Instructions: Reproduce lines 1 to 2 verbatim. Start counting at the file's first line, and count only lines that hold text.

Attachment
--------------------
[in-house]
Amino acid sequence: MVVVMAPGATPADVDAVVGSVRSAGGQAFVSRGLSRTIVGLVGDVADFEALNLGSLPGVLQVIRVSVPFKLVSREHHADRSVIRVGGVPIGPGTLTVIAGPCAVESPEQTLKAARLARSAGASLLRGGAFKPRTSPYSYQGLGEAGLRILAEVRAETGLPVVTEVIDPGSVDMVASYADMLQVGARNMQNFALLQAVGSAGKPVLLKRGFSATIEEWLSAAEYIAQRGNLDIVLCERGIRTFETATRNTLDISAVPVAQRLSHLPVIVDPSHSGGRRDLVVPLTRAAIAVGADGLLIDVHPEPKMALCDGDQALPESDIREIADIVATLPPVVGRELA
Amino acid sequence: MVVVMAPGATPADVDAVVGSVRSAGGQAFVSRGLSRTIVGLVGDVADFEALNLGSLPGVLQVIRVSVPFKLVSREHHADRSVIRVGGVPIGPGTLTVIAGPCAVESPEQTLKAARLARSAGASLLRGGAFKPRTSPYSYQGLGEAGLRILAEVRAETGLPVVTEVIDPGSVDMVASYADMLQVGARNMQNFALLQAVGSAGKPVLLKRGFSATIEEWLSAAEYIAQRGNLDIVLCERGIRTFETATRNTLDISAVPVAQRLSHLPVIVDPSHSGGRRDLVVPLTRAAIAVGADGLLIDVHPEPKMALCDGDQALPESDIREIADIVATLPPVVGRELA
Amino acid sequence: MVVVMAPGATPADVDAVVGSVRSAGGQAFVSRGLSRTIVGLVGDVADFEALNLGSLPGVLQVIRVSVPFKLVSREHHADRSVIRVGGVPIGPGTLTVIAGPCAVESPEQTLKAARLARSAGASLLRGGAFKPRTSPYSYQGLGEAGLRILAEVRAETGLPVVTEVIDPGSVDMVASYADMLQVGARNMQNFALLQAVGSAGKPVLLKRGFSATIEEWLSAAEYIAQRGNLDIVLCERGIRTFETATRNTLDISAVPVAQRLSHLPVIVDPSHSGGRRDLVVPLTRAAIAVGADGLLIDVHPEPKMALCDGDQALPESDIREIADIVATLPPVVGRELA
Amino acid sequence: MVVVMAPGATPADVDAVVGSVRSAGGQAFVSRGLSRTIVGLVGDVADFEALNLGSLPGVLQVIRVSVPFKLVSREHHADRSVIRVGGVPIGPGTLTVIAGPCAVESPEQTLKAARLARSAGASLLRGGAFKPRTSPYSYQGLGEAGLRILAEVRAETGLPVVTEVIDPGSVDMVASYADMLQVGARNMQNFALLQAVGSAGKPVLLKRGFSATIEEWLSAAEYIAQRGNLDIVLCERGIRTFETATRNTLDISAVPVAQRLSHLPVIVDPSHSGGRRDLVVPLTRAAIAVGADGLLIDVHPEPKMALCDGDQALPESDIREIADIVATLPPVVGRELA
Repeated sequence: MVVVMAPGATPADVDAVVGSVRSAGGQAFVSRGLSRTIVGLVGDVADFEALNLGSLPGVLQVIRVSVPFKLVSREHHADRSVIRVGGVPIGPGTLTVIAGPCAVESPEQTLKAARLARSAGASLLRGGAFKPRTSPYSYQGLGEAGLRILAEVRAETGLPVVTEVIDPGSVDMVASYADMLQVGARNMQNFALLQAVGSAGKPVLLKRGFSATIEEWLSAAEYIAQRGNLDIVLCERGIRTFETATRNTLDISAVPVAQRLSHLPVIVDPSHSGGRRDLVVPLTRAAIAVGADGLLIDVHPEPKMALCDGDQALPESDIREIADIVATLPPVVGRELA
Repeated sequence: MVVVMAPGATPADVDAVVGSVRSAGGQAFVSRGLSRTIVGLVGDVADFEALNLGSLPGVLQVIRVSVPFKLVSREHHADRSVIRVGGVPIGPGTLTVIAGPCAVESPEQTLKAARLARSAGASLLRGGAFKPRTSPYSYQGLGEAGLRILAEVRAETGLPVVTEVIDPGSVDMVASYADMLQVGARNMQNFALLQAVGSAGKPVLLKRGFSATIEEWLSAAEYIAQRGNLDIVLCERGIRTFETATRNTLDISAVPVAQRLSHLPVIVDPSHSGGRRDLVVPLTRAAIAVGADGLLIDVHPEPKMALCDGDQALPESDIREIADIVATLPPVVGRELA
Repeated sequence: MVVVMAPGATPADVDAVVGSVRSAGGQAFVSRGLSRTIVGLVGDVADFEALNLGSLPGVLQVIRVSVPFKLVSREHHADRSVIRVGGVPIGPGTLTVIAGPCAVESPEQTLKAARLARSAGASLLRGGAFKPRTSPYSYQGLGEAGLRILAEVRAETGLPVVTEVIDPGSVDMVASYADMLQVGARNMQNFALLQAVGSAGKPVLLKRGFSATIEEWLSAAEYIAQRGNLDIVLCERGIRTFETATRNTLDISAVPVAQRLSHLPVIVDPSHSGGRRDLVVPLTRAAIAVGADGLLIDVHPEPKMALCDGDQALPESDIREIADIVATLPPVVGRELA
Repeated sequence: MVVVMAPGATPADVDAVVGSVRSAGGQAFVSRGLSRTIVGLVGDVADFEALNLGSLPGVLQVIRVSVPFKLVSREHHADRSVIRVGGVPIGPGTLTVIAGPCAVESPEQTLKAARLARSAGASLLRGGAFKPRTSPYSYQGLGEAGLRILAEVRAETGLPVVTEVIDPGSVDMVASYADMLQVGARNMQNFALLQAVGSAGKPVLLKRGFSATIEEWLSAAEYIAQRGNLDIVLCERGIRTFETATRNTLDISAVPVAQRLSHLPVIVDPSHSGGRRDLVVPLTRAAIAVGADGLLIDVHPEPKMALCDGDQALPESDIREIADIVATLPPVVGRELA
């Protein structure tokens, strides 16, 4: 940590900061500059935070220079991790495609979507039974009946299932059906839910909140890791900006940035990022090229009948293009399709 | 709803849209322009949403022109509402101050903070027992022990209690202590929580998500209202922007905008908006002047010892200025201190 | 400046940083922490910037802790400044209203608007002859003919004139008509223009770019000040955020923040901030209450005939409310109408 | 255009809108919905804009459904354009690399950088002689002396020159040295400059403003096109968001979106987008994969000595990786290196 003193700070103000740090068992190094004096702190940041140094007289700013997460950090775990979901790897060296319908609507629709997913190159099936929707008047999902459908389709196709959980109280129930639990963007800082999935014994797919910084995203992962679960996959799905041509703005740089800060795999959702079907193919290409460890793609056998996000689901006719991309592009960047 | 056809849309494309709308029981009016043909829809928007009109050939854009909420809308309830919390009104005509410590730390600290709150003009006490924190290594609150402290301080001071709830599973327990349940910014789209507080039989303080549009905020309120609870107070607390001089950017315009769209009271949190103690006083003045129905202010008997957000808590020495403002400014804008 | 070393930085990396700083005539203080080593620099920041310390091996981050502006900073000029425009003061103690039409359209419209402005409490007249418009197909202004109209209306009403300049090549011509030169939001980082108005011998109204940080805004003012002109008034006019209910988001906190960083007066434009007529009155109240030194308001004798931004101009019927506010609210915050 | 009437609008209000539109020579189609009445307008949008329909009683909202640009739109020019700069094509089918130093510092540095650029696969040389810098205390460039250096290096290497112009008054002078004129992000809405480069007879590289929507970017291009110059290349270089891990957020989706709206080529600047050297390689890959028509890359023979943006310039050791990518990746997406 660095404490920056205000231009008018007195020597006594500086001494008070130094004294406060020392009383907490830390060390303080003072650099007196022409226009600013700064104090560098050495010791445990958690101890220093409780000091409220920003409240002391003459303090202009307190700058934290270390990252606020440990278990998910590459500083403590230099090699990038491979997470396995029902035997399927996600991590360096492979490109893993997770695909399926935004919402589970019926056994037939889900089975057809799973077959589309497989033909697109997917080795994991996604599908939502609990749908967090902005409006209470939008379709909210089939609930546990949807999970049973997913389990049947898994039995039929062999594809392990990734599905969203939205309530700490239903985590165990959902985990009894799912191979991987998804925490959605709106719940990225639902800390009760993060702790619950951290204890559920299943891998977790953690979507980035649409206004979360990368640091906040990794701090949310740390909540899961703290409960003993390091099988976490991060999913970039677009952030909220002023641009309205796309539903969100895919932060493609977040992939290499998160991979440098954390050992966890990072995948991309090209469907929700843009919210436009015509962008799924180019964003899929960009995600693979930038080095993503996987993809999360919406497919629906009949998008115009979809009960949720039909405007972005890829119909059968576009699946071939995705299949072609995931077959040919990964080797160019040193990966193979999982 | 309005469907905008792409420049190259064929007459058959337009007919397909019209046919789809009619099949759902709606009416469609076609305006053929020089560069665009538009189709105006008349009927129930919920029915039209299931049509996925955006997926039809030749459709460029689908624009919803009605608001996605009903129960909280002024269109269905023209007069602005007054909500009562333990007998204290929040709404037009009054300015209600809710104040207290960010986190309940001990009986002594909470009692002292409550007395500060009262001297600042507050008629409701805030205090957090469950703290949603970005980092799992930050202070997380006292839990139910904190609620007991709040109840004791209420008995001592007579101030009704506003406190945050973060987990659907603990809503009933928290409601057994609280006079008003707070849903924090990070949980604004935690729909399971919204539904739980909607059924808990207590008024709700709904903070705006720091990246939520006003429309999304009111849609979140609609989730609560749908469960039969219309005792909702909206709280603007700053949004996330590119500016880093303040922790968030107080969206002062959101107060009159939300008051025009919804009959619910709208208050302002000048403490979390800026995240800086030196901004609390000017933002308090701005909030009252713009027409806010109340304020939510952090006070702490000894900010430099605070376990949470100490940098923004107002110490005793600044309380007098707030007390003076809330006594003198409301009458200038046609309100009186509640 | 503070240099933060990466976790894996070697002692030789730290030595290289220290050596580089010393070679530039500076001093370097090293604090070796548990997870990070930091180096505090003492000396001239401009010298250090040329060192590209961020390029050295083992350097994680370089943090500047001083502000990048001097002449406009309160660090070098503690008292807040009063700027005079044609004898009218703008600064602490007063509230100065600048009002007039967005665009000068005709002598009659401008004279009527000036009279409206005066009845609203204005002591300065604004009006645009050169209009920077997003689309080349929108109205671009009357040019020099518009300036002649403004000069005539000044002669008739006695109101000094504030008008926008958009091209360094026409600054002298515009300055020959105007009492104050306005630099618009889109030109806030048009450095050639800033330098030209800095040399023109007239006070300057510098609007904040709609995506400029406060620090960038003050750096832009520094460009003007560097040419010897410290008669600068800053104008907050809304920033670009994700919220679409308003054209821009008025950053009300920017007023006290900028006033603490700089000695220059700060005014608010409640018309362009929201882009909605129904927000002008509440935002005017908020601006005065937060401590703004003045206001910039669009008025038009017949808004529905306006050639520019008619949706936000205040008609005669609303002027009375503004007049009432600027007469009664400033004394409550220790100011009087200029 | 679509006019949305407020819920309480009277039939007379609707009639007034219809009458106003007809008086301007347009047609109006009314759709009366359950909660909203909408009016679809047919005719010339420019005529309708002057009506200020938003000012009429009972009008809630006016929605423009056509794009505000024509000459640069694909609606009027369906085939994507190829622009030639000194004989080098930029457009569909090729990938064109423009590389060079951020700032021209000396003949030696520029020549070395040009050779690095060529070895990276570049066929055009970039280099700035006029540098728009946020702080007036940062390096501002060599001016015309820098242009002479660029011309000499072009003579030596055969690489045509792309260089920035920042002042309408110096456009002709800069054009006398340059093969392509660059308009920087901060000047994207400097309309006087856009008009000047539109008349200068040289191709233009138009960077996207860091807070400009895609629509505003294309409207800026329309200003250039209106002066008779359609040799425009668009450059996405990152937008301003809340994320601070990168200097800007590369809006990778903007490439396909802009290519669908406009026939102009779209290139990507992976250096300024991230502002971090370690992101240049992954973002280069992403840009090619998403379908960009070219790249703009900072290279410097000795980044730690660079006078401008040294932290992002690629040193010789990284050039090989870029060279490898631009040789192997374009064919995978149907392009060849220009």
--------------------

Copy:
[in-house]
Amino acid sequence: MVVVMAPGATPADVDAVVGSVRSAGGQAFVSRGLSRTIVGLVGDVADFEALNLGSLPGVLQVIRVSVPFKLVSREHHADRSVIRVGGVPIGPGTLTVIAGPCAVESPEQTLKAARLARSAGASLLRGGAFKPRTSPYSYQGLGEAGLRILAEVRAETGLPVVTEVIDPGSVDMVASYADMLQVGARNMQNFALLQAVGSAGKPVLLKRGFSATIEEWLSAAEYIAQRGNLDIVLCERGIRTFETATRNTLDISAVPVAQRLSHLPVIVDPSHSGGRRDLVVPLTRAAIAVGADGLLIDVHPEPKMALCDGDQALPESDIREIADIVATLPPVVGRELA